Ex-New York Yankees pitcher Roger Clemens, on trial for allegedly lying to Congress when he denied using steroids and human growth hormone, lost a bid to have testimony of his former teammate Andy Pettitte thrown out from consideration by the jury.
U.S. District Judge Reggie Walton, ruling from the bench today in Washington, said that Pettitte’s testimony regarding a conversation the two had about human growth hormone, or HGH, more than 10 years ago can remain in the case despite Pettitte’s admission under questioning from Clemens’s lawyer that he may have misunderstood what Clemens told him.
“It seems to me the 51 percent has been satisfied and it is for the jury to assess which version of testimony Mr. Pettitte gave is an accurate indication of what Mr. Clemens said to him when the discussion of HGH took place,” Walton said.
Clemens asked Walton to throw out some of Pettitte’s testimony because it “is not definitive enough to qualify to be an admissible statement.”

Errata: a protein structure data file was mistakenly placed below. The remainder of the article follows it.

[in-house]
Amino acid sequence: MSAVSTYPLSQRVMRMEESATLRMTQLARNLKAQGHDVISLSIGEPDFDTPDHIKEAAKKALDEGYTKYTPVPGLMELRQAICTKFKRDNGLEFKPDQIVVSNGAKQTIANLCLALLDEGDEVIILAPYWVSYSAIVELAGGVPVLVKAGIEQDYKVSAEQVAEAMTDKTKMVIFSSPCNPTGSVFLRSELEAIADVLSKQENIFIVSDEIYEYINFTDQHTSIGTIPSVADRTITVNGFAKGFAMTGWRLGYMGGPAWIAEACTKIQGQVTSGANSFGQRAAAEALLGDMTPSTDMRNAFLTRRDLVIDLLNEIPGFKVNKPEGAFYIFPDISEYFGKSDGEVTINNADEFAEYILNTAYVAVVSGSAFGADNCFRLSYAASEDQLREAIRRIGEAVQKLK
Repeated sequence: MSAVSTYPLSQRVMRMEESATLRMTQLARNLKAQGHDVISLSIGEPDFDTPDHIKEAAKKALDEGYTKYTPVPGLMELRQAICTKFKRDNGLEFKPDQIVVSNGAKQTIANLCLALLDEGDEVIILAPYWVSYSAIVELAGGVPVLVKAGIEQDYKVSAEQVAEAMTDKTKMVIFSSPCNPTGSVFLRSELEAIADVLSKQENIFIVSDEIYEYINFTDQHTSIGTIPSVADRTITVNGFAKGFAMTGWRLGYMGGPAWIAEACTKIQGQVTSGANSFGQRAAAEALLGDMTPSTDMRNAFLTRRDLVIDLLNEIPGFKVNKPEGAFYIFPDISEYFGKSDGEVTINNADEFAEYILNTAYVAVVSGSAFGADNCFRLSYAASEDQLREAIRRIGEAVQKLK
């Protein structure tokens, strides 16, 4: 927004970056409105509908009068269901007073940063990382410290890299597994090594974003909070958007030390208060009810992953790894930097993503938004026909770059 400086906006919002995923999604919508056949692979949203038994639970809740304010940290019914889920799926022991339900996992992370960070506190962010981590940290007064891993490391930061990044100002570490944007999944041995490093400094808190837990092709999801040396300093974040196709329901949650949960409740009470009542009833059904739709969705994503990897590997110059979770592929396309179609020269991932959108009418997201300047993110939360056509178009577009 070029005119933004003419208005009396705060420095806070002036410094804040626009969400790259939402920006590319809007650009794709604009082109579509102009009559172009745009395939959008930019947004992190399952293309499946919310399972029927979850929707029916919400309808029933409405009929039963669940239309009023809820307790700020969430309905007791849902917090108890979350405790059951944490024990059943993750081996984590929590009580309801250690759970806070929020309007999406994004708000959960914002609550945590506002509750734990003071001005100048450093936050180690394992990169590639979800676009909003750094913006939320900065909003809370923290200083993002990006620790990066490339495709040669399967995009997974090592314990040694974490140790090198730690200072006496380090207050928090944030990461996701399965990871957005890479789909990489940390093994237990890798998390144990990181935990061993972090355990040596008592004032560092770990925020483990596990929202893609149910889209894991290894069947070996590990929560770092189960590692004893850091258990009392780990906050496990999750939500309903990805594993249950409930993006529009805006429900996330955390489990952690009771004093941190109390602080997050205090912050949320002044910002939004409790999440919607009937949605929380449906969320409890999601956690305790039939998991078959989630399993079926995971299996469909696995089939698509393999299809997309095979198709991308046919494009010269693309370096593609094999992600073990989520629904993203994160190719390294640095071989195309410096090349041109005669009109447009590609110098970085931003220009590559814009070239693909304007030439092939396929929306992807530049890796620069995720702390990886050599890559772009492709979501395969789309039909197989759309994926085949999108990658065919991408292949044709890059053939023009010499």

Under questioning May 2, Pettitte said it was possible he misunderstood Clemens in a conversation about use of HGH that took place during a workout at Clemens’s home in 1999 or 2000. Pettitte agreed under cross-examination that there was a 50 percent chance he didn’t understand what Clemens had told him.
Walton said the standard for admissibility is based on a so-called preponderance of evidence or 51 percent assurance. He said the government met that burden when Pettitte, 39, testified that during the workout Clemens told him that he had taken HGH and that it could help with recovery.
Pettitte made his return to the Yankees yesterday after a one year retirement from Major League Baseball.
Clemens, 49, is charged with one count of obstructing a congressional investigation, three counts of making false statements and two counts of perjury. He faces as long as 21 months in prison if convicted.
The case is U.S. v. Clemens, 10-cr-00223, U.S. District Court, District of Columbia (Washington).